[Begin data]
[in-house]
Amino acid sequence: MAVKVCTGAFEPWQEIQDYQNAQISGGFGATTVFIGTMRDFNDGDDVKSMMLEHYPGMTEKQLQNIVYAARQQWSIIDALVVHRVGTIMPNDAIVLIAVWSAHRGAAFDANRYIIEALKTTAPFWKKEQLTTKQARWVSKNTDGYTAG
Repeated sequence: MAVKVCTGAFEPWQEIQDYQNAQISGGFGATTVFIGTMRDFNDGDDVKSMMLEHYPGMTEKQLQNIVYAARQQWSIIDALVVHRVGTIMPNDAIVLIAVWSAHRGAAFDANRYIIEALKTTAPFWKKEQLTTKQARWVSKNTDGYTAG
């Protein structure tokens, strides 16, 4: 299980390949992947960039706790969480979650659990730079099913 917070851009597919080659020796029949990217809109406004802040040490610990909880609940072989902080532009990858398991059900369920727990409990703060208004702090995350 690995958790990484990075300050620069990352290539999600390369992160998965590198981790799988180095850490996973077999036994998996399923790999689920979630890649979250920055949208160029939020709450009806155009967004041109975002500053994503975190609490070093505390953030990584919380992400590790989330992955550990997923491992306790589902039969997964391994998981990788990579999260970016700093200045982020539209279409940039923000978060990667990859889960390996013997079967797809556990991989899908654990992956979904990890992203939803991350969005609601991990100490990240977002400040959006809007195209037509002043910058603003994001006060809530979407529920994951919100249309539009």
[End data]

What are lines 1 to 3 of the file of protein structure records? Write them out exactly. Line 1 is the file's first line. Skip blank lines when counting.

[in-house]
Amino acid sequence: MAVKVCTGAFEPWQEIQDYQNAQISGGFGATTVFIGTMRDFNDGDDVKSMMLEHYPGMTEKQLQNIVYAARQQWSIIDALVVHRVGTIMPNDAIVLIAVWSAHRGAAFDANRYIIEALKTTAPFWKKEQLTTKQARWVSKNTDGYTAG
Repeated sequence: MAVKVCTGAFEPWQEIQDYQNAQISGGFGATTVFIGTMRDFNDGDDVKSMMLEHYPGMTEKQLQNIVYAARQQWSIIDALVVHRVGTIMPNDAIVLIAVWSAHRGAAFDANRYIIEALKTTAPFWKKEQLTTKQARWVSKNTDGYTAG